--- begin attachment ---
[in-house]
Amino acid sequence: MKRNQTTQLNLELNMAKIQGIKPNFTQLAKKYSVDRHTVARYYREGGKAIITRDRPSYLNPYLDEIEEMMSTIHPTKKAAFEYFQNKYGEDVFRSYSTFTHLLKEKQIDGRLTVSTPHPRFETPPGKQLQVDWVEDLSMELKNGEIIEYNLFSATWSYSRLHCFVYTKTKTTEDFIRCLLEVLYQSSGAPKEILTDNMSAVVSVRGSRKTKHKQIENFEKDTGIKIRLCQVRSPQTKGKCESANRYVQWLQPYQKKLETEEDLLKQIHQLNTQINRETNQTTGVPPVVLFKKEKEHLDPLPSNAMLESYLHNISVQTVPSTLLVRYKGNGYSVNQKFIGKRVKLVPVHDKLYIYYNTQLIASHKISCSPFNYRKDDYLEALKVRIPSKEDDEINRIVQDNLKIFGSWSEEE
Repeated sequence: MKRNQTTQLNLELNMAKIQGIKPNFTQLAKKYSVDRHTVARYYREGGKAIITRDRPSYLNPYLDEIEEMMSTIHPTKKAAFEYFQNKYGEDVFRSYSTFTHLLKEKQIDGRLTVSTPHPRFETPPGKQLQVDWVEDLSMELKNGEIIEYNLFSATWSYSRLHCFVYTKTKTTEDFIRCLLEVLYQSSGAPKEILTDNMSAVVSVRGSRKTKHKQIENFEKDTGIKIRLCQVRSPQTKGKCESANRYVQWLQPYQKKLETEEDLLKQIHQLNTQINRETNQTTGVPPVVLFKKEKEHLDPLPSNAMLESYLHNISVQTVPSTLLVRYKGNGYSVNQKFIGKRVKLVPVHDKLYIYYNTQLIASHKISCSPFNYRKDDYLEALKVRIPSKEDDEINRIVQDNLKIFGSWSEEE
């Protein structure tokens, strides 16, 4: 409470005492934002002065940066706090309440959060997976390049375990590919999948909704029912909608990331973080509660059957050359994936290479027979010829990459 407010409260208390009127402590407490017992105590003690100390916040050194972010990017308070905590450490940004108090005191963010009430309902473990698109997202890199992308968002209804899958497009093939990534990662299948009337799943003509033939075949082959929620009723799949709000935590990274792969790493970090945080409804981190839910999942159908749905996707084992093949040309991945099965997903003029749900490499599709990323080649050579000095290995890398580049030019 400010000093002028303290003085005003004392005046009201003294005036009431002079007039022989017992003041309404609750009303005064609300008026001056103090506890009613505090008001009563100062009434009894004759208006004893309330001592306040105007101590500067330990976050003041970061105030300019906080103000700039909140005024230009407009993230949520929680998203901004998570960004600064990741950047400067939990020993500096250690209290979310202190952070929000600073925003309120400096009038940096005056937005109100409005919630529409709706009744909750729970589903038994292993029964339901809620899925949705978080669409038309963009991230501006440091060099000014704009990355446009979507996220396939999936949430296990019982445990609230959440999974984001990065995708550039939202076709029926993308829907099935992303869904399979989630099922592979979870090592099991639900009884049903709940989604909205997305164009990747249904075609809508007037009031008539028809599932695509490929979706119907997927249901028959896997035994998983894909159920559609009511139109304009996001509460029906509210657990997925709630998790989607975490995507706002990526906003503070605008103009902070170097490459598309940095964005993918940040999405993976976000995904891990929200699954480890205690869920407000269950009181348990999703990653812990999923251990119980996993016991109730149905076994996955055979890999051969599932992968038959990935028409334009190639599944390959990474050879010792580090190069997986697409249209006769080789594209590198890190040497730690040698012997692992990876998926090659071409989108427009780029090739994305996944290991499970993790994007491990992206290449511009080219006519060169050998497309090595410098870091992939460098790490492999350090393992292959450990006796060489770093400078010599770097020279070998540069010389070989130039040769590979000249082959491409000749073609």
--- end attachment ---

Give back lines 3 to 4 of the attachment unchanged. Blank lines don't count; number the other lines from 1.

Repeated sequence: MKRNQTTQLNLELNMAKIQGIKPNFTQLAKKYSVDRHTVARYYREGGKAIITRDRPSYLNPYLDEIEEMMSTIHPTKKAAFEYFQNKYGEDVFRSYSTFTHLLKEKQIDGRLTVSTPHPRFETPPGKQLQVDWVEDLSMELKNGEIIEYNLFSATWSYSRLHCFVYTKTKTTEDFIRCLLEVLYQSSGAPKEILTDNMSAVVSVRGSRKTKHKQIENFEKDTGIKIRLCQVRSPQTKGKCESANRYVQWLQPYQKKLETEEDLLKQIHQLNTQINRETNQTTGVPPVVLFKKEKEHLDPLPSNAMLESYLHNISVQTVPSTLLVRYKGNGYSVNQKFIGKRVKLVPVHDKLYIYYNTQLIASHKISCSPFNYRKDDYLEALKVRIPSKEDDEINRIVQDNLKIFGSWSEEE
């Protein structure tokens, strides 16, 4: 409470005492934002002065940066706090309440959060997976390049375990590919999948909704029912909608990331973080509660059957050359994936290479027979010829990459 407010409260208390009127402590407490017992105590003690100390916040050194972010990017308070905590450490940004108090005191963010009430309902473990698109997202890199992308968002209804899958497009093939990534990662299948009337799943003509033939075949082959929620009723799949709000935590990274792969790493970090945080409804981190839910999942159908749905996707084992093949040309991945099965997903003029749900490499599709990323080649050579000095290995890398580049030019 400010000093002028303290003085005003004392005046009201003294005036009431002079007039022989017992003041309404609750009303005064609300008026001056103090506890009613505090008001009563100062009434009894004759208006004893309330001592306040105007101590500067330990976050003041970061105030300019906080103000700039909140005024230009407009993230949520929680998203901004998570960004600064990741950047400067939990020993500096250690209290979310202190952070929000600073925003309120400096009038940096005056937005109100409005919630529409709706009744909750729970589903038994292993029964339901809620899925949705978080669409038309963009991230501006440091060099000014704009990355446009979507996220396939999936949430296990019982445990609230959440999974984001990065995708550039939202076709029926993308829907099935992303869904399979989630099922592979979870090592099991639900009884049903709940989604909205997305164009990747249904075609809508007037009031008539028809599932695509490929979706119907997927249901028959896997035994998983894909159920559609009511139109304009996001509460029906509210657990997925709630998790989607975490995507706002990526906003503070605008103009902070170097490459598309940095964005993918940040999405993976976000995904891990929200699954480890205690869920407000269950009181348990999703990653812990999923251990119980996993016991109730149905076994996955055979890999051969599932992968038959990935028409334009190639599944390959990474050879010792580090190069997986697409249209006769080789594209590198890190040497730690040698012997692992990876998926090659071409989108427009780029090739994305996944290991499970993790994007491990992206290449511009080219006519060169050998497309090595410098870091992939460098790490492999350090393992292959450990006796060489770093400078010599770097020279070998540069010389070989130039040769590979000249082959491409000749073609």